Despite naysayers, creates distance between itself and No. 3 college football
San Francisco, CA -- (SBWIRE) -- 01/14/2013 -- Major League Baseball posted $7.5 billion in revenue for 2012, and attendance continues to boom. Now, there is even more great news for baseball: It is the second most popular sport behind the NFL, according to the Harris Poll on Americans’ favorite sports.
Of those polled, 34% of respondents noted professional American football as the favorite sport. Baseball checked in at a respectable 16% of all those polled, followed by college football at 11%, auto racing at 8%, men’s professional basketball with 7%, hockey at 5%, and men's college basketball at 3%.
On Adage.com, the headline read “Look out, baseball, college football is hot on your cleats.” The headline is a bit misleading, seeing as the two sports were tied at 13% apiece.
The reason for the headline would be that the demographics show that younger crowds prefer college football. Regardless, the headline is a bit confused.
“According to a study by Scarborough Research, 109.3 million people, or 48% of U.S. adults over 18 years of age, watched, attended or listened to an MLB game from February 2011 through March 2012.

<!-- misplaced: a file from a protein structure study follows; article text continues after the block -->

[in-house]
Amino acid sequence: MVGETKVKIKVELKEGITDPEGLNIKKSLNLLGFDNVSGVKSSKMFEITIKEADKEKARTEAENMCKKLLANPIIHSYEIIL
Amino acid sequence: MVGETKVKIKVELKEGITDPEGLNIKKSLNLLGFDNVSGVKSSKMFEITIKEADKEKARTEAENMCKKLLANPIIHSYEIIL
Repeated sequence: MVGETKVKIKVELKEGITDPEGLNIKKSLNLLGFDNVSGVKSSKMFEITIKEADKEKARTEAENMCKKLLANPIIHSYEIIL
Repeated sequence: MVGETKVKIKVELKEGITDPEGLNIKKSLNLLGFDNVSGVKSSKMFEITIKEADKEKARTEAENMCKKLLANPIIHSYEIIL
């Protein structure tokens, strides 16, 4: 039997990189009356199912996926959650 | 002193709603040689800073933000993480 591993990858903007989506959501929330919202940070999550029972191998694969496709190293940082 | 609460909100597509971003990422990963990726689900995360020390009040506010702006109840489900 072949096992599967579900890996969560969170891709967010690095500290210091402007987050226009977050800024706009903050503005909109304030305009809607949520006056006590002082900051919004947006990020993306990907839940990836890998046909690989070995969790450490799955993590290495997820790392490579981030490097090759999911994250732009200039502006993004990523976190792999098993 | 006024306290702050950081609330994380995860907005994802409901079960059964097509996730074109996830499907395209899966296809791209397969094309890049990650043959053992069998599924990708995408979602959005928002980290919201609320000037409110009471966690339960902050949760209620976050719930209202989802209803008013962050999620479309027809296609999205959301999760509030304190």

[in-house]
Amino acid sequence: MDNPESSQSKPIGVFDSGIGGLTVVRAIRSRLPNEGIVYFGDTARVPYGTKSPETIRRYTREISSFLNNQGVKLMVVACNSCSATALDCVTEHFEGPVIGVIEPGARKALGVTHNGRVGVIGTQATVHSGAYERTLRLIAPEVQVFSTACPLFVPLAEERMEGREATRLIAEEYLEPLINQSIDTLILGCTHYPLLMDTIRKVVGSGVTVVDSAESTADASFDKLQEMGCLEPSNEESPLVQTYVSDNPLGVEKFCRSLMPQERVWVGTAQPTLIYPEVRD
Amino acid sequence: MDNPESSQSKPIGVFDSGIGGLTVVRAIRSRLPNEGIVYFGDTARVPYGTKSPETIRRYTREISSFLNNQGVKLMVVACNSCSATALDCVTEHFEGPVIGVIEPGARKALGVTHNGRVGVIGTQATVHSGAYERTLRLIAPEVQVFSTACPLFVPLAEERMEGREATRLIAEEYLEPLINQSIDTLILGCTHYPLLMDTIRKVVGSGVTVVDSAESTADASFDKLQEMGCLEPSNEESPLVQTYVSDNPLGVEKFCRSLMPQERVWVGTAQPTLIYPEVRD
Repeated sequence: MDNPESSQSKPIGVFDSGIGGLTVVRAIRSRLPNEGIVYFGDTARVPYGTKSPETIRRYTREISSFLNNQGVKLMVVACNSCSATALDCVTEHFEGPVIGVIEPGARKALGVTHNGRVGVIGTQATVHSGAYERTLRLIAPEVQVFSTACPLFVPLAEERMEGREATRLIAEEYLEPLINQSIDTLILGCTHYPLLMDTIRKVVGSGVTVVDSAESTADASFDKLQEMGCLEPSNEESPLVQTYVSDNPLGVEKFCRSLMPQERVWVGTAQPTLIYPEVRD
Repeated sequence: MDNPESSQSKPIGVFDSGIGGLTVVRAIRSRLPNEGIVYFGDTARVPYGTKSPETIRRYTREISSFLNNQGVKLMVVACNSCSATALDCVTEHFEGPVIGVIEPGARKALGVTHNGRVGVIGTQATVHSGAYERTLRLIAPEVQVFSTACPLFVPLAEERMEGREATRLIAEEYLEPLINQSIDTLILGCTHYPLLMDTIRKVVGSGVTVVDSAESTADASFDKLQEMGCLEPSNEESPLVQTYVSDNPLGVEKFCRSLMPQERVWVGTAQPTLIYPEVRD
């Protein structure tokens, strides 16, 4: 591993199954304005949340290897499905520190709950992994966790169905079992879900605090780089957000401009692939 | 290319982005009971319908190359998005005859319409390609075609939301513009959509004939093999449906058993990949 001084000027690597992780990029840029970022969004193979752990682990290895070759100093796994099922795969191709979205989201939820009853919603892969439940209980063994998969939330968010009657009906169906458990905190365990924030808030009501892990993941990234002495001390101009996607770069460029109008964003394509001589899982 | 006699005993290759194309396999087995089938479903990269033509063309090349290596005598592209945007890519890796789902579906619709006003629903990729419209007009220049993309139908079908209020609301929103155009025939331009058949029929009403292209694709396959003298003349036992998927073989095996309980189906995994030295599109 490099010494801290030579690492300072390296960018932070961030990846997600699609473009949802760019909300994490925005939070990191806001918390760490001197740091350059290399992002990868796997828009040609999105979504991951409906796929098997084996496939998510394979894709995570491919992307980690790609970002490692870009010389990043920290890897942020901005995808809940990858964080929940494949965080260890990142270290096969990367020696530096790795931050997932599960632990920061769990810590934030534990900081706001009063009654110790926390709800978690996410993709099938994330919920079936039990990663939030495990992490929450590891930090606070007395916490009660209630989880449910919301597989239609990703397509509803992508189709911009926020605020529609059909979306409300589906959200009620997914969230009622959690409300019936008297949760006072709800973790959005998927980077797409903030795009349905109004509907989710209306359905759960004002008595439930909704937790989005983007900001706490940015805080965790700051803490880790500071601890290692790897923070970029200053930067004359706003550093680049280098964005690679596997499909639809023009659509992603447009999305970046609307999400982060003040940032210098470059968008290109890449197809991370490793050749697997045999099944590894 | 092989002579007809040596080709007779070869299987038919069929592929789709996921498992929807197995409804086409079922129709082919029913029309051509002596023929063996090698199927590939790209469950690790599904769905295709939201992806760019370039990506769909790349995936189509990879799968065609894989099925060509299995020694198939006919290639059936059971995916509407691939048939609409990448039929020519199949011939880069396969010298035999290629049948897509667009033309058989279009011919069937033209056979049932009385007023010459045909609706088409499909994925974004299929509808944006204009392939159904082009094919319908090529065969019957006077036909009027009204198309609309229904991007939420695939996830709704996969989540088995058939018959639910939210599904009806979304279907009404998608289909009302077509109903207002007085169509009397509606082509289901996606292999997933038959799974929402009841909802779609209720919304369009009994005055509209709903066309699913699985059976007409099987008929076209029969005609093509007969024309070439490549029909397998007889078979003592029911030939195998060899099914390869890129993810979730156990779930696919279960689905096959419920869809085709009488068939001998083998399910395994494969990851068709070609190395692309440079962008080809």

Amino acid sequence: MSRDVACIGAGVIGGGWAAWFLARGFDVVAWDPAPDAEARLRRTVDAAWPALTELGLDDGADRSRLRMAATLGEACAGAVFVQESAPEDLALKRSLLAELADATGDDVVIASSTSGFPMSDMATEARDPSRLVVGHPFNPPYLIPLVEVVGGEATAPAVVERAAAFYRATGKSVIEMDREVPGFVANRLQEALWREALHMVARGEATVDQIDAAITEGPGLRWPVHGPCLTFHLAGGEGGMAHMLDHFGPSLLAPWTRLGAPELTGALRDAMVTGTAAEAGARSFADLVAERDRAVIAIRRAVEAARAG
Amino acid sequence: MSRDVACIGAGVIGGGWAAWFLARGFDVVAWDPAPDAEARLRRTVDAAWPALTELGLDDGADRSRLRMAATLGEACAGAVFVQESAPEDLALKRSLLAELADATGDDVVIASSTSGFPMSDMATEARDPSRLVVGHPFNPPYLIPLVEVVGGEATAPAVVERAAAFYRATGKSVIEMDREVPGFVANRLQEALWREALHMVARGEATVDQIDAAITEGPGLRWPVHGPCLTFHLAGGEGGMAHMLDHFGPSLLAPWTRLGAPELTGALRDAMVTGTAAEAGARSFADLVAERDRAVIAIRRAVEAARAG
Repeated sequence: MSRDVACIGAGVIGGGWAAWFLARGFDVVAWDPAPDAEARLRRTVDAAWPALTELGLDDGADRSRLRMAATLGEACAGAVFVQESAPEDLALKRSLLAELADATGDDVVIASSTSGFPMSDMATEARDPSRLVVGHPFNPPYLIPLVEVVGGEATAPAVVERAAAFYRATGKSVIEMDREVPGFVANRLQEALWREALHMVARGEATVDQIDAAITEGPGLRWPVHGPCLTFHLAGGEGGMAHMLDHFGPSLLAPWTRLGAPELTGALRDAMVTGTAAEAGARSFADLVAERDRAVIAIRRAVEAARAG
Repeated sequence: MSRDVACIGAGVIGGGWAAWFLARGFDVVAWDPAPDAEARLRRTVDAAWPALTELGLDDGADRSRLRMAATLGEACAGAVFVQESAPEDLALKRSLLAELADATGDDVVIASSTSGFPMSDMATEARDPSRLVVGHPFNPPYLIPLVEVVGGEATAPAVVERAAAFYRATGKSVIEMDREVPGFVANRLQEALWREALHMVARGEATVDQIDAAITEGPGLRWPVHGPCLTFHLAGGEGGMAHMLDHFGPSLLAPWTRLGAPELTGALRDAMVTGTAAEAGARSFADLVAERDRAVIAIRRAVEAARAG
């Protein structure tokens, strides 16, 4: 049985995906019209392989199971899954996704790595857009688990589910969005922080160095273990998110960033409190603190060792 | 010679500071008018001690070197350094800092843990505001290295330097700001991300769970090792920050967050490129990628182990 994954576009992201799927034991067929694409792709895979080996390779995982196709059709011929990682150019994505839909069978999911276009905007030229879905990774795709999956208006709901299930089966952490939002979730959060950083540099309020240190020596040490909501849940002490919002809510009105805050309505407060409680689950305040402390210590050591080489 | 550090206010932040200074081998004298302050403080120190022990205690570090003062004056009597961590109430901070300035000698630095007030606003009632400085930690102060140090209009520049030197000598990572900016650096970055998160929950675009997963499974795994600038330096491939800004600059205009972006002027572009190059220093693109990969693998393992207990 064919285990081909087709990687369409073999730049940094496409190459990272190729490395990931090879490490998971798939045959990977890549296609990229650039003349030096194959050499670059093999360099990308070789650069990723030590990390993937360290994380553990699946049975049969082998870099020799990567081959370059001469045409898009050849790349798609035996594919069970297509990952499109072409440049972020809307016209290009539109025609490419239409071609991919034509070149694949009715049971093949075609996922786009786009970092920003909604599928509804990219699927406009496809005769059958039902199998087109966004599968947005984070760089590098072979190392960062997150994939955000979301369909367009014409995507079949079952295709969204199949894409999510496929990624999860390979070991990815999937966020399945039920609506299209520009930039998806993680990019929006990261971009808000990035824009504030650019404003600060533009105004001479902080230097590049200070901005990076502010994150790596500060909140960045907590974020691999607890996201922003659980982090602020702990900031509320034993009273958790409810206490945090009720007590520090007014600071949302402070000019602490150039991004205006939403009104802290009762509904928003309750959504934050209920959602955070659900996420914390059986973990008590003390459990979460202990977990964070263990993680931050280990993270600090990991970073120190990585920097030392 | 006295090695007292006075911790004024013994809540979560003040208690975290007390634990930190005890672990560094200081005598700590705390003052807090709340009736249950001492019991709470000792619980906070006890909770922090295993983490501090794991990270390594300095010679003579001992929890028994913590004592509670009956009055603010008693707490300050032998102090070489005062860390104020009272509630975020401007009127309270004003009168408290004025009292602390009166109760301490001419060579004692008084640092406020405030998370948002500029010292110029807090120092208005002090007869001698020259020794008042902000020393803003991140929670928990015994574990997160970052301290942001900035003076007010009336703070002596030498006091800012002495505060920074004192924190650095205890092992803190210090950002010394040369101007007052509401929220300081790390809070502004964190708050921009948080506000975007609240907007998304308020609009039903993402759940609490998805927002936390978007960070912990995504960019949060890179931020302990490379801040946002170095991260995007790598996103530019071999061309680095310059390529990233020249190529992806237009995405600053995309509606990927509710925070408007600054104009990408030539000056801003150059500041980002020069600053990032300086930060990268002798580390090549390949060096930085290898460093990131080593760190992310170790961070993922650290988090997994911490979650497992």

That compares to 92.6 million, or 39% of adults, who watched, attended or listened to a college-football game during the same period.”
Even if college football does find a way past baseball in the overall popularity, one would have to assume that with over 100 million individuals watching some form of sports, the both are likely to more than survive.
There is still little doubt that the always-vocal 'baseball is dying' crowd will continue to be heard. It is a bit perplexing why so many seem to want the sport to fall apart. One might point to a national attention span of less than two seconds, which makes baseball difficult to watch. It certainly could not be confusing rules, as the NFL now has more rules imposed on it than a judges bookshelf.
Regardless, Major League Baseball appears to be holding its own just fine, regardless of the naysayers.
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